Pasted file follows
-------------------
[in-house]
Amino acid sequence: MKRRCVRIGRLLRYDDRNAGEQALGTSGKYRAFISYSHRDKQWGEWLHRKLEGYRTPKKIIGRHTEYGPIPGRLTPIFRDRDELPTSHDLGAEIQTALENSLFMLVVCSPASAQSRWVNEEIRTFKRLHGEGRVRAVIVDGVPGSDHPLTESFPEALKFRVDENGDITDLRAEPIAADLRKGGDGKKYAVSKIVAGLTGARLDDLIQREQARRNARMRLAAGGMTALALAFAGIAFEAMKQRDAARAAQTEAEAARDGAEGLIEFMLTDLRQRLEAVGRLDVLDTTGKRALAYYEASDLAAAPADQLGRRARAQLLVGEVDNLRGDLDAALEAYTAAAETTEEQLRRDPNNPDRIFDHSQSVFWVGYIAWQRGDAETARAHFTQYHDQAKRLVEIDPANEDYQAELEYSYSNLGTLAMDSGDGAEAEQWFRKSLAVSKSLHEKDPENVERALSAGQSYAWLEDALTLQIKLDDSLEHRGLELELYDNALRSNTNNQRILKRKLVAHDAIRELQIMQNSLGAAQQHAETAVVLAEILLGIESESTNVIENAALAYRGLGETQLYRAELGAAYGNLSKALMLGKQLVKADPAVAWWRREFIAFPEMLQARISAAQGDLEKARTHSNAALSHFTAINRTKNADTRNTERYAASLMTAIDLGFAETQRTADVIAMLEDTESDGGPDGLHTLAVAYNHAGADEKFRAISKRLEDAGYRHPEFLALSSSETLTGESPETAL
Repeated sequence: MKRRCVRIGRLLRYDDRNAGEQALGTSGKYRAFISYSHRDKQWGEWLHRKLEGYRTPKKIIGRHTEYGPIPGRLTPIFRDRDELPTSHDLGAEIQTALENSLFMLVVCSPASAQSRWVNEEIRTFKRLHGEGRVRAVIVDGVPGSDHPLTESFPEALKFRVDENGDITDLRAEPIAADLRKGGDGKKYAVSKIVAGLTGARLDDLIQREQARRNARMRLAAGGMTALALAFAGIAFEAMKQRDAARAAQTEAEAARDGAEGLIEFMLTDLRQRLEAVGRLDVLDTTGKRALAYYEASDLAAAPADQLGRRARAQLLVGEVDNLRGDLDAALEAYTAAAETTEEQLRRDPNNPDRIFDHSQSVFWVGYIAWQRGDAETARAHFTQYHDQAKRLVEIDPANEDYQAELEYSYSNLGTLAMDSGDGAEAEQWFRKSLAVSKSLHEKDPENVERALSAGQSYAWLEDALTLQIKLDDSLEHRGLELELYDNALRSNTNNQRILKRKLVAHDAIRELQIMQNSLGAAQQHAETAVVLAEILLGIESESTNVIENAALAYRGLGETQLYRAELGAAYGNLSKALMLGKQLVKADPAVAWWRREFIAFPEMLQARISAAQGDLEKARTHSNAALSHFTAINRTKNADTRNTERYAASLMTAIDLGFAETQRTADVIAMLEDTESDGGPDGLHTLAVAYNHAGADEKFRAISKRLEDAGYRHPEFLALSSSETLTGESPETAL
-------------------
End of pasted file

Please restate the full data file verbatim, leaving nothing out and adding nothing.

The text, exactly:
[in-house]
Amino acid sequence: MKRRCVRIGRLLRYDDRNAGEQALGTSGKYRAFISYSHRDKQWGEWLHRKLEGYRTPKKIIGRHTEYGPIPGRLTPIFRDRDELPTSHDLGAEIQTALENSLFMLVVCSPASAQSRWVNEEIRTFKRLHGEGRVRAVIVDGVPGSDHPLTESFPEALKFRVDENGDITDLRAEPIAADLRKGGDGKKYAVSKIVAGLTGARLDDLIQREQARRNARMRLAAGGMTALALAFAGIAFEAMKQRDAARAAQTEAEAARDGAEGLIEFMLTDLRQRLEAVGRLDVLDTTGKRALAYYEASDLAAAPADQLGRRARAQLLVGEVDNLRGDLDAALEAYTAAAETTEEQLRRDPNNPDRIFDHSQSVFWVGYIAWQRGDAETARAHFTQYHDQAKRLVEIDPANEDYQAELEYSYSNLGTLAMDSGDGAEAEQWFRKSLAVSKSLHEKDPENVERALSAGQSYAWLEDALTLQIKLDDSLEHRGLELELYDNALRSNTNNQRILKRKLVAHDAIRELQIMQNSLGAAQQHAETAVVLAEILLGIESESTNVIENAALAYRGLGETQLYRAELGAAYGNLSKALMLGKQLVKADPAVAWWRREFIAFPEMLQARISAAQGDLEKARTHSNAALSHFTAINRTKNADTRNTERYAASLMTAIDLGFAETQRTADVIAMLEDTESDGGPDGLHTLAVAYNHAGADEKFRAISKRLEDAGYRHPEFLALSSSETLTGESPETAL
Repeated sequence: MKRRCVRIGRLLRYDDRNAGEQALGTSGKYRAFISYSHRDKQWGEWLHRKLEGYRTPKKIIGRHTEYGPIPGRLTPIFRDRDELPTSHDLGAEIQTALENSLFMLVVCSPASAQSRWVNEEIRTFKRLHGEGRVRAVIVDGVPGSDHPLTESFPEALKFRVDENGDITDLRAEPIAADLRKGGDGKKYAVSKIVAGLTGARLDDLIQREQARRNARMRLAAGGMTALALAFAGIAFEAMKQRDAARAAQTEAEAARDGAEGLIEFMLTDLRQRLEAVGRLDVLDTTGKRALAYYEASDLAAAPADQLGRRARAQLLVGEVDNLRGDLDAALEAYTAAAETTEEQLRRDPNNPDRIFDHSQSVFWVGYIAWQRGDAETARAHFTQYHDQAKRLVEIDPANEDYQAELEYSYSNLGTLAMDSGDGAEAEQWFRKSLAVSKSLHEKDPENVERALSAGQSYAWLEDALTLQIKLDDSLEHRGLELELYDNALRSNTNNQRILKRKLVAHDAIRELQIMQNSLGAAQQHAETAVVLAEILLGIESESTNVIENAALAYRGLGETQLYRAELGAAYGNLSKALMLGKQLVKADPAVAWWRREFIAFPEMLQARISAAQGDLEKARTHSNAALSHFTAINRTKNADTRNTERYAASLMTAIDLGFAETQRTADVIAMLEDTESDGGPDGLHTLAVAYNHAGADEKFRAISKRLEDAGYRHPEFLALSSSETLTGESPETAL